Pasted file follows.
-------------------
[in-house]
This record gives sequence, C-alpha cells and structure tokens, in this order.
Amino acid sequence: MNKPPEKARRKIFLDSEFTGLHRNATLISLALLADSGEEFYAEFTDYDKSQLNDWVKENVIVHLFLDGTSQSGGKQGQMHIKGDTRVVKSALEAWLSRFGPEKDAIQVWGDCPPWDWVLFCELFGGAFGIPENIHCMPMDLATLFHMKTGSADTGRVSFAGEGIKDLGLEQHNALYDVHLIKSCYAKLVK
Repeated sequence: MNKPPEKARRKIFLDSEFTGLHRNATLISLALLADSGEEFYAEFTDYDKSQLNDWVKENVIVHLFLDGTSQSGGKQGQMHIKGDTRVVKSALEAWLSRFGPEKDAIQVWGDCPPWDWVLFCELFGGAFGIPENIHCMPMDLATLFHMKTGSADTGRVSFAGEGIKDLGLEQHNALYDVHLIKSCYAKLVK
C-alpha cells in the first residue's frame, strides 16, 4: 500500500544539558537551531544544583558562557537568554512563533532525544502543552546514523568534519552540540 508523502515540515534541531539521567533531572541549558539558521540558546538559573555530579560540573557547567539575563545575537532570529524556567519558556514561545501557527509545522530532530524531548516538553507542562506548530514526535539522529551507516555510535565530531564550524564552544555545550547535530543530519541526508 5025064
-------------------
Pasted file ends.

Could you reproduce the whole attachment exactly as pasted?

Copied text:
[in-house]
This record gives sequence, C-alpha cells and structure tokens, in this order.
Amino acid sequence: MNKPPEKARRKIFLDSEFTGLHRNATLISLALLADSGEEFYAEFTDYDKSQLNDWVKENVIVHLFLDGTSQSGGKQGQMHIKGDTRVVKSALEAWLSRFGPEKDAIQVWGDCPPWDWVLFCELFGGAFGIPENIHCMPMDLATLFHMKTGSADTGRVSFAGEGIKDLGLEQHNALYDVHLIKSCYAKLVK
Repeated sequence: MNKPPEKARRKIFLDSEFTGLHRNATLISLALLADSGEEFYAEFTDYDKSQLNDWVKENVIVHLFLDGTSQSGGKQGQMHIKGDTRVVKSALEAWLSRFGPEKDAIQVWGDCPPWDWVLFCELFGGAFGIPENIHCMPMDLATLFHMKTGSADTGRVSFAGEGIKDLGLEQHNALYDVHLIKSCYAKLVK
C-alpha cells in the first residue's frame, strides 16, 4: 500500500544539558537551531544544583558562557537568554512563533532525544502543552546514523568534519552540540 508523502515540515534541531539521567533531572541549558539558521540558546538559573555530579560540573557547567539575563545575537532570529524556567519558556514561545501557527509545522530532530524531548516538553507542562506548530514526535539522529551507516555510535565530531564550524564552544555545550547535530543530519541526508 5025064